“Throughout a period a period of huge change and with all its ups and downs, the Queen has been and remains a rock of stability in our nation.”
Highlighting efforts to encourage more women to enter Parliament and public life, Lord Sherbourne said: “It’s worth reminding ourselves that during the last 185 years there has been a woman on the throne for 133 of them. The monarchy has done more on this than any other institution.”
Lord Sherbourne, who served as political secretary to then prime minister Margaret Thatcher and was chief of staff to Michael Howard when Conservative leader, also hailed Charles, whom he said had “carved out for himself a substantial role as Prince of Wales without parallel in our history”.
“Deeply committed, hard-working and on so many issues ahead of the times,” he added.
Murdered MP Sir David Amess ‘a legend across the whole of Essex’
17:38 , Elly Blake
Murdered MP Sir David Amess was described as “a legend across the whole of Essex” by the MP who followed him in the Southend West seat.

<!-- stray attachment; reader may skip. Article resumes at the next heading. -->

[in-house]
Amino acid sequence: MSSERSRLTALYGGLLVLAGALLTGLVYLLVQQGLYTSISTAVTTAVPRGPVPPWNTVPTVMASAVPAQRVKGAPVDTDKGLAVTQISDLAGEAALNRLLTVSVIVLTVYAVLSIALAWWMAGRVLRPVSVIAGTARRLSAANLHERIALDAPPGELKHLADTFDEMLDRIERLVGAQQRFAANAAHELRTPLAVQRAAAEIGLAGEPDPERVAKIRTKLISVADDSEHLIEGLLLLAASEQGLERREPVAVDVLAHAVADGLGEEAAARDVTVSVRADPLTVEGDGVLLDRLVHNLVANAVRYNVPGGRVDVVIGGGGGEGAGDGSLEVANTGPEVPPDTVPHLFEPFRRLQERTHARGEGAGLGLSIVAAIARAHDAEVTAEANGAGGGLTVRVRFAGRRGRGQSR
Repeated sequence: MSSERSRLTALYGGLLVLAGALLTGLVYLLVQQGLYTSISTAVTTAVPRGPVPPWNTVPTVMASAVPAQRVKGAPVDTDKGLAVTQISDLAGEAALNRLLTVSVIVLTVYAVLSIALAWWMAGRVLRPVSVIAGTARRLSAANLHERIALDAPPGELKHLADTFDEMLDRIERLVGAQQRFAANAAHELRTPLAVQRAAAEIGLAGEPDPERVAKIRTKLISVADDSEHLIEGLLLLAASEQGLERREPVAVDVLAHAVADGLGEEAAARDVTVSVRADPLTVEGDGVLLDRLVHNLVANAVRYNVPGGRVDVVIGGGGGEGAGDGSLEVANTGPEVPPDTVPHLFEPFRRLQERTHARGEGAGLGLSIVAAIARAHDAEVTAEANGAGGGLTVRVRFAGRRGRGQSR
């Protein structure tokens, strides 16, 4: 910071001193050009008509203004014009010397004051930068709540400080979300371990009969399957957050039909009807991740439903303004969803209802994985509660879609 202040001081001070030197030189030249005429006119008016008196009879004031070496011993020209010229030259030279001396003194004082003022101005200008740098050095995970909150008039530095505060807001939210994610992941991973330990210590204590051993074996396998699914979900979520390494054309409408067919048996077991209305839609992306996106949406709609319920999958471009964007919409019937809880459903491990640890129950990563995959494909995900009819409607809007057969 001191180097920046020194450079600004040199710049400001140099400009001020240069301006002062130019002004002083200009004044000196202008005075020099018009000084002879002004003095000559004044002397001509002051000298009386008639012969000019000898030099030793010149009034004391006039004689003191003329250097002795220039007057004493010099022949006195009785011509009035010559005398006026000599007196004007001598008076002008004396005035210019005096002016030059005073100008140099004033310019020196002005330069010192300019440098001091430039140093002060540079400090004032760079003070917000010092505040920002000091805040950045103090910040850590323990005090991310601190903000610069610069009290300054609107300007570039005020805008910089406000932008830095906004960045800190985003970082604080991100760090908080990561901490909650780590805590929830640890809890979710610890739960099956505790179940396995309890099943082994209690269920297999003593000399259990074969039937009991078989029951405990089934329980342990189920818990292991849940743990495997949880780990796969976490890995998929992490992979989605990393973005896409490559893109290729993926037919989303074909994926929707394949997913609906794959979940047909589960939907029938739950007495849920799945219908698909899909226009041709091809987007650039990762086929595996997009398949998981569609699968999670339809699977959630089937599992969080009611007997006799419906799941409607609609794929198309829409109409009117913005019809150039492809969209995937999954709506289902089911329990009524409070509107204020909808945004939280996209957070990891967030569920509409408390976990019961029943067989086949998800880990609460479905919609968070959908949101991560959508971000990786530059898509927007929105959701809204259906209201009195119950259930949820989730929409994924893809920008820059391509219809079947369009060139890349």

Giving her maiden speech, Conservative MP Anna Firth said: “It is the honour of my life to be the first MP to be elected for the new city of Southend.
“Yet I will never forget that the circumstances that have brought me here are truly horrific. Sir David was and remains a legend across the whole of Essex.”
She added that Sir David “embodied all that is good about our parliamentary democracy”.
Ms Firth also told the Commons that Southend is “absolutely worthy of being the UK’s city of culture in 2029”.
She added: “You may think that calls for Southend to be a city have finished, I can tell you they have only just begun. Believe me.”
Commons leader addresses govt approach to cost of living crisis
18:00 , Elly Blake
Commons Leader Mark Spencer said the Government was taking a “two-pronged” approach to tackling the cost-of-living crisis
“There are lots of things looking forward about growing the economy, about growing the Brexit dividend or doing trade deals around the world,” he told BBC Radio 4’s PM programme when asked what ministers were doing to alleviate the problem at the moment.